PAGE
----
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Monday, December 01, 2008

Zizek is a believer in the Revolution at a time when almost nobody, not even on the left, thinks that such a cataclysm is any longer possible or even desirable. This is his big problem, and also his big opportunity. While "socialism" remains a favorite hate-word for the Republican right, the prospect of communism overthrowing capitalism is now so remote, so fantastic, that nobody feels strongly moved to oppose it, as conservatives and liberal anticommunists opposed it in the 1930s, the 1950s, and even the 1980s. When Zizek turns up speaking the classical language of Marxism-Leninism, he profits from the assumption that the return of ideas that were once the cause of tragedy can now occur only in the form of farce. In the visual arts, the denaturing of what were once passionate and dangerous icons has become commonplace, so that emblems of evil are transformed into perverse fun, harmless but very profitable statements of post-ideological camp; and there is a kind of intellectual equivalent of this development in Zizek's work. The cover of his book The Parallax View reproduces a Socialist Realist portrait of "Lenin at the Smolny Institute," in the ironically unironic fashion made familiar by the pseudo-iconoclastic work of Komar and Melamid, Cai Guo-Jiang, and other post-Soviet, post-Mao artists. He, too, expects you to be in on the joke. But there is a difference between Zizek and the other jokesters. It is that he is not really joking.
Adam Kirsch in The New Republic takes Žižek seriously "just once" and concludes he is a fascist.
There is a name for the politics that glorifies risk, decision, and will; that yearns for the hero, the master, and the leader; that prefers death and the infinite to democracy and the pragmatic; that finds the only true freedom in the terror of violence. Its name is not communism. Its name is fascism, and in his most recent work Zizek has inarguably revealed himself as some sort of fascist. He admits as much in Violence, where he quotes the German philosopher Peter Sloterdijk on the "re-emerging Left-Fascist whispering at the borders of academia"--"where, I guess, I belong." There is no need to guess.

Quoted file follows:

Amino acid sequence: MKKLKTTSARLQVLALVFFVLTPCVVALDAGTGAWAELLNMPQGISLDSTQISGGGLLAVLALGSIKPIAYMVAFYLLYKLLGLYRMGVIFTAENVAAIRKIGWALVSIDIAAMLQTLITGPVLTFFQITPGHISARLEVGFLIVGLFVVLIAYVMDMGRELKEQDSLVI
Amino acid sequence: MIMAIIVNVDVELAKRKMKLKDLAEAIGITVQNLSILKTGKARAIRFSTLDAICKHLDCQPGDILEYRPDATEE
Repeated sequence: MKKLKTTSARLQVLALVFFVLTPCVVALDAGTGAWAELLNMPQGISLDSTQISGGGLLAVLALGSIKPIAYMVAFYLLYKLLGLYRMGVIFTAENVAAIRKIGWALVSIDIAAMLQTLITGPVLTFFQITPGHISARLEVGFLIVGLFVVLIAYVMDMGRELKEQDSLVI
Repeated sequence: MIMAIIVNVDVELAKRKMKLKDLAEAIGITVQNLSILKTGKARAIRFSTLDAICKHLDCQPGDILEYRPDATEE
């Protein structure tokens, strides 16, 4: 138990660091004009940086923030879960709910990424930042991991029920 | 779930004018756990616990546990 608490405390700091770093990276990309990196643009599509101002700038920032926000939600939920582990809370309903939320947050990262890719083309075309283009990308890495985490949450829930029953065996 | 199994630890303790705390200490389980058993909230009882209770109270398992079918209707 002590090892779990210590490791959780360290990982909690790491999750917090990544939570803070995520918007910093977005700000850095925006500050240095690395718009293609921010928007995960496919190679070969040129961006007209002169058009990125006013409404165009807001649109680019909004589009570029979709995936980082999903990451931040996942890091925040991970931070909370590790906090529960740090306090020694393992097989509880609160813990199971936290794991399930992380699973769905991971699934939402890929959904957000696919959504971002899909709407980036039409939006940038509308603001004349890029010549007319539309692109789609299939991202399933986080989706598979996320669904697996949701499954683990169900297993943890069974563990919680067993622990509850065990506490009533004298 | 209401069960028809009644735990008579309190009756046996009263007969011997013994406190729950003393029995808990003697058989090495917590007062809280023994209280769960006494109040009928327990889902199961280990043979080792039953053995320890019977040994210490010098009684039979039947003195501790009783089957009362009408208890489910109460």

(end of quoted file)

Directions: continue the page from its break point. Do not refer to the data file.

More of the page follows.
Zizek endorses one after another of the practices and the values of fascism, but he obstinately denies the label. Is "mass choreography displaying disciplined movements of thousands of bodies," of the kind Leni Riefenstahl loved to photograph, fascist? No, Zizek insists, "it was Nazism that stole" such displays "from the workers' movement, their original creator." (He is willfully blind to the old and obvious conclusion that totalitarian form accepts content from the left and the right.) Is there something fascist about what Adorno long ago called the jargon of authenticity--"the notions of decision, repetition, assuming one's destiny ... mass discipline, sacrifice of the individual for the collective, and so forth"? No, again: "there is nothing 'inherently fascist'" in all that. Is the cult of martyrdom that surrounds Che Guevara a holdover from the death worship of reactionary Latin American Catholicism, as Paul Berman has argued? Perhaps, Zizek grants, "but--so what?" "To be clear and brutal to the end," he sums up, "there is a lesson to be learned from Hermann Goering's reply, in the early 1940s, to a fanatical Nazi who asked him why he protected a well-known Jew from deportation: 'In this city, I decide who is a Jew!'... In this city, it is we who decide what is left, so we should simply ignore liberal accusations of inconsistency."